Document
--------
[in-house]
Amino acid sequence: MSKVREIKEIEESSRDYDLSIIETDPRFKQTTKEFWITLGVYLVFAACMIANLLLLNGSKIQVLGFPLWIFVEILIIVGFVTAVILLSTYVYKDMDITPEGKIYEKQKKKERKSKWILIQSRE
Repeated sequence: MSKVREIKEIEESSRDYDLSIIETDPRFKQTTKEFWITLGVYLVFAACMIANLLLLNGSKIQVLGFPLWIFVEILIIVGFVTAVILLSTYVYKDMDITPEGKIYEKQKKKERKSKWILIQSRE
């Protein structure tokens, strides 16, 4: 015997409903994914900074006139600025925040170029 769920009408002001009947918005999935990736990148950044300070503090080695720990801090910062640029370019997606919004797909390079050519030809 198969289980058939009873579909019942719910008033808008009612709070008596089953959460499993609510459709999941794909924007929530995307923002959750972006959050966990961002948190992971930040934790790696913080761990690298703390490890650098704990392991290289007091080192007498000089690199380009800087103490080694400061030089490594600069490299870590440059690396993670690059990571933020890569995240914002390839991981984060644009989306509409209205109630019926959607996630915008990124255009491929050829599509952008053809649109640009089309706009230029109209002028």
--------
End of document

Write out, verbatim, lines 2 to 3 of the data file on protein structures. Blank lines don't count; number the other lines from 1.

Amino acid sequence: MSKVREIKEIEESSRDYDLSIIETDPRFKQTTKEFWITLGVYLVFAACMIANLLLLNGSKIQVLGFPLWIFVEILIIVGFVTAVILLSTYVYKDMDITPEGKIYEKQKKKERKSKWILIQSRE
Repeated sequence: MSKVREIKEIEESSRDYDLSIIETDPRFKQTTKEFWITLGVYLVFAACMIANLLLLNGSKIQVLGFPLWIFVEILIIVGFVTAVILLSTYVYKDMDITPEGKIYEKQKKKERKSKWILIQSRE